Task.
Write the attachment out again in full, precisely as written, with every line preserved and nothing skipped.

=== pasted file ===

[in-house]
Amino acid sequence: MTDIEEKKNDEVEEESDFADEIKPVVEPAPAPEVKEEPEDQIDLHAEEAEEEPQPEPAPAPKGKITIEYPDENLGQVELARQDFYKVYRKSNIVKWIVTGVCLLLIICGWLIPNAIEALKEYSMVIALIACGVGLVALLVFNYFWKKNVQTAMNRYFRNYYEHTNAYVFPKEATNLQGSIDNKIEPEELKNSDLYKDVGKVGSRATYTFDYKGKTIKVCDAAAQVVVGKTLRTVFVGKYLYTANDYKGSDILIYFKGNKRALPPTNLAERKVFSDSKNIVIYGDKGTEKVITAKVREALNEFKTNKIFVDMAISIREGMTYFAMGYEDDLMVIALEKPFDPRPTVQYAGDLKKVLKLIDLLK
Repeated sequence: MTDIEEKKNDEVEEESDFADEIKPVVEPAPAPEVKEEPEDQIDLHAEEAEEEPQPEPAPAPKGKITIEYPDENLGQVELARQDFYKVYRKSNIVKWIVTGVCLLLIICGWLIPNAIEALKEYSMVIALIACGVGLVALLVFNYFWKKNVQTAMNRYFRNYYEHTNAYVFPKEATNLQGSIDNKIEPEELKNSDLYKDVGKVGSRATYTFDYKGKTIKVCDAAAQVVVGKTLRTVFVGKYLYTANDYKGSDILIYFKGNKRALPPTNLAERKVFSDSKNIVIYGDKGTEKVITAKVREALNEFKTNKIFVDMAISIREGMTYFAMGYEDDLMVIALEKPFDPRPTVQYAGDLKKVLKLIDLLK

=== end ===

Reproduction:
[in-house]
Amino acid sequence: MTDIEEKKNDEVEEESDFADEIKPVVEPAPAPEVKEEPEDQIDLHAEEAEEEPQPEPAPAPKGKITIEYPDENLGQVELARQDFYKVYRKSNIVKWIVTGVCLLLIICGWLIPNAIEALKEYSMVIALIACGVGLVALLVFNYFWKKNVQTAMNRYFRNYYEHTNAYVFPKEATNLQGSIDNKIEPEELKNSDLYKDVGKVGSRATYTFDYKGKTIKVCDAAAQVVVGKTLRTVFVGKYLYTANDYKGSDILIYFKGNKRALPPTNLAERKVFSDSKNIVIYGDKGTEKVITAKVREALNEFKTNKIFVDMAISIREGMTYFAMGYEDDLMVIALEKPFDPRPTVQYAGDLKKVLKLIDLLK
Repeated sequence: MTDIEEKKNDEVEEESDFADEIKPVVEPAPAPEVKEEPEDQIDLHAEEAEEEPQPEPAPAPKGKITIEYPDENLGQVELARQDFYKVYRKSNIVKWIVTGVCLLLIICGWLIPNAIEALKEYSMVIALIACGVGLVALLVFNYFWKKNVQTAMNRYFRNYYEHTNAYVFPKEATNLQGSIDNKIEPEELKNSDLYKDVGKVGSRATYTFDYKGKTIKVCDAAAQVVVGKTLRTVFVGKYLYTANDYKGSDILIYFKGNKRALPPTNLAERKVFSDSKNIVIYGDKGTEKVITAKVREALNEFKTNKIFVDMAISIREGMTYFAMGYEDDLMVIALEKPFDPRPTVQYAGDLKKVLKLIDLLK